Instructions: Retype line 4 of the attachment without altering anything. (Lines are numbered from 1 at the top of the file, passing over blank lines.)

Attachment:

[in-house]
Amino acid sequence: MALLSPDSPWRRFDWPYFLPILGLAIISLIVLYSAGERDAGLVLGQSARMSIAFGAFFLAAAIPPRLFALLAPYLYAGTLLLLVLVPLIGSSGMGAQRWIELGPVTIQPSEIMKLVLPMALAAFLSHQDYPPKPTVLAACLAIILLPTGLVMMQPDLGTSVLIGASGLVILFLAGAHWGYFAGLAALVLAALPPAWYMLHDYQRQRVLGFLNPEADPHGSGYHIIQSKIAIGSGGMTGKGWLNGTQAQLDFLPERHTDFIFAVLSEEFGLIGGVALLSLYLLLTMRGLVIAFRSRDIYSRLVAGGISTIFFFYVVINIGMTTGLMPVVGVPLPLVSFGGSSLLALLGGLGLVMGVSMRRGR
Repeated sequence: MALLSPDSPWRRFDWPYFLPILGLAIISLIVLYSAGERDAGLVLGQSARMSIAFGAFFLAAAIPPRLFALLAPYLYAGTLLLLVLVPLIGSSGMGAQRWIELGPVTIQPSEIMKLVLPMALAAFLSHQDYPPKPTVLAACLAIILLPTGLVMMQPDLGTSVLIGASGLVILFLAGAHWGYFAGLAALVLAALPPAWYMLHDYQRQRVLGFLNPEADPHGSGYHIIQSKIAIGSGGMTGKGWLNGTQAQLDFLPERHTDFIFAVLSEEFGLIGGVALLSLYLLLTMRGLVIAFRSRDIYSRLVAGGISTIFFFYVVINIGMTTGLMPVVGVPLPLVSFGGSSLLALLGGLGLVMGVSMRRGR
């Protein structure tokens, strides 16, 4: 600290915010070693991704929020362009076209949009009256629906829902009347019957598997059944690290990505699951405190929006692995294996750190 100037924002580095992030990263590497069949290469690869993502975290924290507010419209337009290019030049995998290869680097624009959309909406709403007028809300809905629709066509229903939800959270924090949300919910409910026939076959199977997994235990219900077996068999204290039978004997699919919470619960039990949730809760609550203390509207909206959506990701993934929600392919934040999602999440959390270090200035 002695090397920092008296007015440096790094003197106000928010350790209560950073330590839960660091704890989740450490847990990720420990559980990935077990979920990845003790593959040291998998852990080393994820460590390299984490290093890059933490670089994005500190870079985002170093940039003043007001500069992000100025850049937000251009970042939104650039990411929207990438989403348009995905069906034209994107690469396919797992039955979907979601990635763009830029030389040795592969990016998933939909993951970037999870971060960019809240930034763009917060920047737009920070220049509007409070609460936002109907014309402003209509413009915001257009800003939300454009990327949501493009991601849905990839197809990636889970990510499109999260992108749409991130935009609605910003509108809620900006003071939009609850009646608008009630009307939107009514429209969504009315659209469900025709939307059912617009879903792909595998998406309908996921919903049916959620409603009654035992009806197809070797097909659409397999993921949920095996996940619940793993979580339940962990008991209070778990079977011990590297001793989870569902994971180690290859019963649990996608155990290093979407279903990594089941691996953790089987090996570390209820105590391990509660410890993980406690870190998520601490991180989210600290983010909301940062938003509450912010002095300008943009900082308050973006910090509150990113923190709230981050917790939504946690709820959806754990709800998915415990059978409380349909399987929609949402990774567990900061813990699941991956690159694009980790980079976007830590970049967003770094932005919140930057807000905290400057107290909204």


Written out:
């Protein structure tokens, strides 16, 4: 600290915010070693991704929020362009076209949009009256629906829902009347019957598997059944690290990505699951405190929006692995294996750190 100037924002580095992030990263590497069949290469690869993502975290924290507010419209337009290019030049995998290869680097624009959309909406709403007028809300809905629709066509229903939800959270924090949300919910409910026939076959199977997994235990219900077996068999204290039978004997699919919470619960039990949730809760609550203390509207909206959506990701993934929600392919934040999602999440959390270090200035 002695090397920092008296007015440096790094003197106000928010350790209560950073330590839960660091704890989740450490847990990720420990559980990935077990979920990845003790593959040291998998852990080393994820460590390299984490290093890059933490670089994005500190870079985002170093940039003043007001500069992000100025850049937000251009970042939104650039990411929207990438989403348009995905069906034209994107690469396919797992039955979907979601990635763009830029030389040795592969990016998933939909993951970037999870971060960019809240930034763009917060920047737009920070220049509007409070609460936002109907014309402003209509413009915001257009800003939300454009990327949501493009991601849905990839197809990636889970990510499109999260992108749409991130935009609605910003509108809620900006003071939009609850009646608008009630009307939107009514429209969504009315659209469900025709939307059912617009879903792909595998998406309908996921919903049916959620409603009654035992009806197809070797097909659409397999993921949920095996996940619940793993979580339940962990008991209070778990079977011990590297001793989870569902994971180690290859019963649990996608155990290093979407279903990594089941691996953790089987090996570390209820105590391990509660410890993980406690870190998520601490991180989210600290983010909301940062938003509450912010002095300008943009900082308050973006910090509150990113923190709230981050917790939504946690709820959806754990709800998915415990059978409380349909399987929609949402990774567990900061813990699941991956690159694009980790980079976007830590970049967003770094932005919140930057807000905290400057107290909204």